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The Welfare Implications of Health Insurance


  • Anup Malani
  • Sonia P. Jaffe


We analyze the financial value of insurance when individuals have access to credit markets. Loans allow consumers to smooth shocks across time, decreasing the value of the smoothing (across states of the world) provided by insurance. We derive a simple formula for the incremental value of insurance and show how it depends on individual age, health, and income and on the features of available loans. Our central contribution is to derive formulas for aggregate welfare that can be taken to data from typical studies of health insurance. We provide both exact formulas that can be taken to data on the distribution of medical expenditures and income and an approximate formula for aggregate data on medical expenditure. Using the Medical Expenditure Panel Survey we illustrate how the incremental value of insurance is decreasing with access to loans. For consumers in the sickest decile, access to a five-year loan decreases the incremental value of insurance by $338 (6%) on average and $3,433 (36%) for the poorest consumers. We also find that our approximate formula is a reasonable proxy for the exact one in our data.

Suggested Citation

  • Anup Malani & Sonia P. Jaffe, 2018. "The Welfare Implications of Health Insurance," NBER Working Papers 24851, National Bureau of Economic Research, Inc.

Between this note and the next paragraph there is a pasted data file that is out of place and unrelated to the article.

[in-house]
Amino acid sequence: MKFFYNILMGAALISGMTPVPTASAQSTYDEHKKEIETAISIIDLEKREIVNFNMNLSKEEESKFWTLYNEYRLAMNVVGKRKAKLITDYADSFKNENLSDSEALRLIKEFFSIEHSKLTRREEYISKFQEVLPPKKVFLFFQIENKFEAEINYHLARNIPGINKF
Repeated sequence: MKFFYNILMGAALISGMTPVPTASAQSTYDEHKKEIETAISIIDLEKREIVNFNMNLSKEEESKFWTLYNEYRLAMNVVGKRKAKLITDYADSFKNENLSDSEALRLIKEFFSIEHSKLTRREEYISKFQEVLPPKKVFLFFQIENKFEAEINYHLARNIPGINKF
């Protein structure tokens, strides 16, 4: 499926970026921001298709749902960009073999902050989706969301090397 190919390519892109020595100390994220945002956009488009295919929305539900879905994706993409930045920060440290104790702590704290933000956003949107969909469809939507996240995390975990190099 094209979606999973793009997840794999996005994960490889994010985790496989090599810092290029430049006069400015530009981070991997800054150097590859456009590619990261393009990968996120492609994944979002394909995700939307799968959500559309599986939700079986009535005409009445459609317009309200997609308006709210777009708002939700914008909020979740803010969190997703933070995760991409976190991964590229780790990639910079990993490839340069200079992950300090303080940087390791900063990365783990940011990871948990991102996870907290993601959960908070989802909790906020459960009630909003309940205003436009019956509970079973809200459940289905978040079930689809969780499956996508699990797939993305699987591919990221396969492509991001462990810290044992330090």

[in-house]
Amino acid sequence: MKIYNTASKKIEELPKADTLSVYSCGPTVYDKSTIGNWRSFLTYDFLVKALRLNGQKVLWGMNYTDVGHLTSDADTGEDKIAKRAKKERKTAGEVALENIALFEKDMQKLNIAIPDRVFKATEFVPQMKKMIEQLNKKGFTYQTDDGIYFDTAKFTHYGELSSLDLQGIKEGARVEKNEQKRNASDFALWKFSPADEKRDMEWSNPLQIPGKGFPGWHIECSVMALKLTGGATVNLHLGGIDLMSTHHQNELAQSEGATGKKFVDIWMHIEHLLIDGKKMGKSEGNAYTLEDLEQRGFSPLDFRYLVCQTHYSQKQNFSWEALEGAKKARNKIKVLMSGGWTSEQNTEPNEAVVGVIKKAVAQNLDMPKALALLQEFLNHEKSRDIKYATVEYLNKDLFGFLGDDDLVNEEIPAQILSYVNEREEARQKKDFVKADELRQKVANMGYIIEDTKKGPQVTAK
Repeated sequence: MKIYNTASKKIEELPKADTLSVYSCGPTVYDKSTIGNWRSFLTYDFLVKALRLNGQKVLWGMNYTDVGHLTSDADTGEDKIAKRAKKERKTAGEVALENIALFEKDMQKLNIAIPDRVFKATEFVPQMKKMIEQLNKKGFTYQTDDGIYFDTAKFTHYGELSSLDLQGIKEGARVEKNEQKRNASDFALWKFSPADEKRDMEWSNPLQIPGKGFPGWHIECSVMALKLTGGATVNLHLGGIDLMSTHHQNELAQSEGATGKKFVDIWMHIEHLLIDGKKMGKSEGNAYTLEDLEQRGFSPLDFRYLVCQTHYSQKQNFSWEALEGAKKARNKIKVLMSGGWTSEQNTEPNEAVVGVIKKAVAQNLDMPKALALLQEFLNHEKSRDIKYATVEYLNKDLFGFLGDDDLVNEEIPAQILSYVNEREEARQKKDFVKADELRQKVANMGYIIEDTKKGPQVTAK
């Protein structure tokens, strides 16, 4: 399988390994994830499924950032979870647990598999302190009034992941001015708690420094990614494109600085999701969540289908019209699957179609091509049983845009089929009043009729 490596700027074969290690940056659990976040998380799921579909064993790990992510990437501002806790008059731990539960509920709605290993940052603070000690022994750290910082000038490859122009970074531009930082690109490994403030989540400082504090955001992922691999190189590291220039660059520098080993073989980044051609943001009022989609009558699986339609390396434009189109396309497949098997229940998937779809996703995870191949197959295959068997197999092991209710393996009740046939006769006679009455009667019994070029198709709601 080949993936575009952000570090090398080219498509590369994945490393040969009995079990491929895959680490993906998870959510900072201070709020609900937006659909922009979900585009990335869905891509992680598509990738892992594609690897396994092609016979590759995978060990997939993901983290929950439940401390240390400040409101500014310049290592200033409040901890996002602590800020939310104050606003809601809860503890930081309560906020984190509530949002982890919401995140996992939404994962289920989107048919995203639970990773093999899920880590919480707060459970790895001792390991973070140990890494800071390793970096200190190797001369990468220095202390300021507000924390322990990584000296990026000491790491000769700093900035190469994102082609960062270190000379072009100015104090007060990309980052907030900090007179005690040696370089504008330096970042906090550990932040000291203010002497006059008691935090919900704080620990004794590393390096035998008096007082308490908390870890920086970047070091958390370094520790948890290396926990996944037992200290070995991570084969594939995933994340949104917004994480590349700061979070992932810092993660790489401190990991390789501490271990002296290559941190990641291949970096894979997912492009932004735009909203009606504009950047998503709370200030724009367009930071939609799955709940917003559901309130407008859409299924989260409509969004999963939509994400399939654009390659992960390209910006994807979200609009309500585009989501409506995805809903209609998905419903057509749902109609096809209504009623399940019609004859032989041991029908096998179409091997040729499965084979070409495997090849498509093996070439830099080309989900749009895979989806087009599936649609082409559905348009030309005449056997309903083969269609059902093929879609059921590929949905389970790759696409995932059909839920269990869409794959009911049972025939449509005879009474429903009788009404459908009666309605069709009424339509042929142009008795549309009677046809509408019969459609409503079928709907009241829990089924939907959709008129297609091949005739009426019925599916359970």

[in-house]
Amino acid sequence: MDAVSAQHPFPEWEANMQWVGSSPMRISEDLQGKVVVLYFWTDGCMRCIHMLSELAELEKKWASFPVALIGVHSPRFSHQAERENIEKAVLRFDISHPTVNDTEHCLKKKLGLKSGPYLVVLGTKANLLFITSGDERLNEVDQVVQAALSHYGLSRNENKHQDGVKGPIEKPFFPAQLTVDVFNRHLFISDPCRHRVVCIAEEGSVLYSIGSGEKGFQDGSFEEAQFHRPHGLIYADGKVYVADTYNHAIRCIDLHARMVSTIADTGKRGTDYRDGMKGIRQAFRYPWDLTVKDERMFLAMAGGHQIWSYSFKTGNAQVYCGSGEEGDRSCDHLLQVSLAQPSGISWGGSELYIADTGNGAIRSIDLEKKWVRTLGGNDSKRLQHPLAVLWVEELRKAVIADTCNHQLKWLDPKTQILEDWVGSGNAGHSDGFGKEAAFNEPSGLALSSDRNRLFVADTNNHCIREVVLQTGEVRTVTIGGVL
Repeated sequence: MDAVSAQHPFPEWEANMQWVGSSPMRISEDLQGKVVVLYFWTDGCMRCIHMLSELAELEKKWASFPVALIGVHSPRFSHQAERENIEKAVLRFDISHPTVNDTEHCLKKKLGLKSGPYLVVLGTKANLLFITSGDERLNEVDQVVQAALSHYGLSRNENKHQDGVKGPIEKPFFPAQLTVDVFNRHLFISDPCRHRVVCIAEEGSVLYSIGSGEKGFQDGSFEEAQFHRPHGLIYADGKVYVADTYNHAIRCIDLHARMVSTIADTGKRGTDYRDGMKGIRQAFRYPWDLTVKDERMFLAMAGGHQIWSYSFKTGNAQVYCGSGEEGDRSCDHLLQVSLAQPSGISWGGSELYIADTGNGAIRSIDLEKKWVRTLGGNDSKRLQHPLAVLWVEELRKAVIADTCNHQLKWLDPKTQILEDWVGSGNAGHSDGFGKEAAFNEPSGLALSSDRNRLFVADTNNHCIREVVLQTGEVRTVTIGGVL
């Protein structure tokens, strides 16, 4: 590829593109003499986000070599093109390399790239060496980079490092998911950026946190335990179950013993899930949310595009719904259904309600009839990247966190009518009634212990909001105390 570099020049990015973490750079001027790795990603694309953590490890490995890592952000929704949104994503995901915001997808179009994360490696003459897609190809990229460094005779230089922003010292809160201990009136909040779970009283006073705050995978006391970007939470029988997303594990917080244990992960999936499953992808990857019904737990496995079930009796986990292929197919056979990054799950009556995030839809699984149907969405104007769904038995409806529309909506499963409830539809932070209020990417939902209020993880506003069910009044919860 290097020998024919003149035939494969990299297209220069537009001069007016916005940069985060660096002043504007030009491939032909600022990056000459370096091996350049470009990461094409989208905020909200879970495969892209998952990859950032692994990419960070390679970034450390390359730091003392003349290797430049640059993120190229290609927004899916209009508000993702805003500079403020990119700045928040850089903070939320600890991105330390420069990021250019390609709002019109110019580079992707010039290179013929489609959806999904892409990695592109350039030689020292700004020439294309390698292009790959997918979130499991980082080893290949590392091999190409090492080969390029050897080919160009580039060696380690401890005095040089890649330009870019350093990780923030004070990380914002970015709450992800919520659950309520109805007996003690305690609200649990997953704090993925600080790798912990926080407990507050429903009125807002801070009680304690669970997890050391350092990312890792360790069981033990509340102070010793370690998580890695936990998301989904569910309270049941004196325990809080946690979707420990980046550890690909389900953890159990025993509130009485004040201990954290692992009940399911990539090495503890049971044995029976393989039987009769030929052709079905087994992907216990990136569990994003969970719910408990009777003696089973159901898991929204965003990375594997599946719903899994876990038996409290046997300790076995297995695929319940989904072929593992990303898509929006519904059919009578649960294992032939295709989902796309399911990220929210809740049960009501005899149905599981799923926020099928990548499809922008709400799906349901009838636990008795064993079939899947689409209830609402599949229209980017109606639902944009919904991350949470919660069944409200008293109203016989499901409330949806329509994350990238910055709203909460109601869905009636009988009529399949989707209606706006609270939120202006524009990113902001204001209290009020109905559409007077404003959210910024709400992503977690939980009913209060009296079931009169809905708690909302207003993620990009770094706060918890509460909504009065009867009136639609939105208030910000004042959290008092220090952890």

• Handle: RePEc:nbr:nberwo:24851
    Note: HC

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    References listed on IDEAS

    1. Liran Einav & Amy Finkelstein & Mark R. Cullen, 2010. "Estimating Welfare in Insurance Markets Using Variation in Prices," The Quarterly Journal of Economics, Oxford University Press, vol. 125(3), pages 877-921.
    2. Raj Chetty, 2009. "Sufficient Statistics for Welfare Analysis: A Bridge Between Structural and Reduced-Form Methods," Annual Review of Economics, Annual Reviews, vol. 1(1), pages 451-488, May.
    3. Ben Handel & Igal Hendel & Michael D. Whinston, 2015. "Equilibria in Health Exchanges: Adverse Selection versus Reclassification Risk," Econometrica, Econometric Society, vol. 83(4), pages 1261-1313, July.
    4. Nyman, John A., 1999. "The value of health insurance: the access motive," Journal of Health Economics, Elsevier, vol. 18(2), pages 141-152, April.
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    Cited by:

    1. Tal Gross & Timothy Layton & Daniel Prinz, 2020. "The Liquidity Sensitivity of Healthcare Consumption: Evidence from Social Security Payments," NBER Working Papers 27977, National Bureau of Economic Research, Inc.
    2. Cesur, Resul & Freidman, Travis & Sabia, Joseph J., 2020. "War, traumatic health shocks, and religiosity," Journal of Economic Behavior & Organization, Elsevier, vol. 179(C), pages 475-502.
    3. Helen Levy & Thomas Buchmueller & Sayeh Nikpay, 2019. "The Impact of Medicaid Expansion on Household Consumption," Eastern Economic Journal, Palgrave Macmillan;Eastern Economic Association, vol. 45(1), pages 34-57, January.

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    More about this item

    JEL classification:

    • D14 - Microeconomics - - Household Behavior - - - Household Saving; Personal Finance
    • D60 - Microeconomics - - Welfare Economics - - - General
    • I13 - Health, Education, and Welfare - - Health - - - Health Insurance, Public and Private

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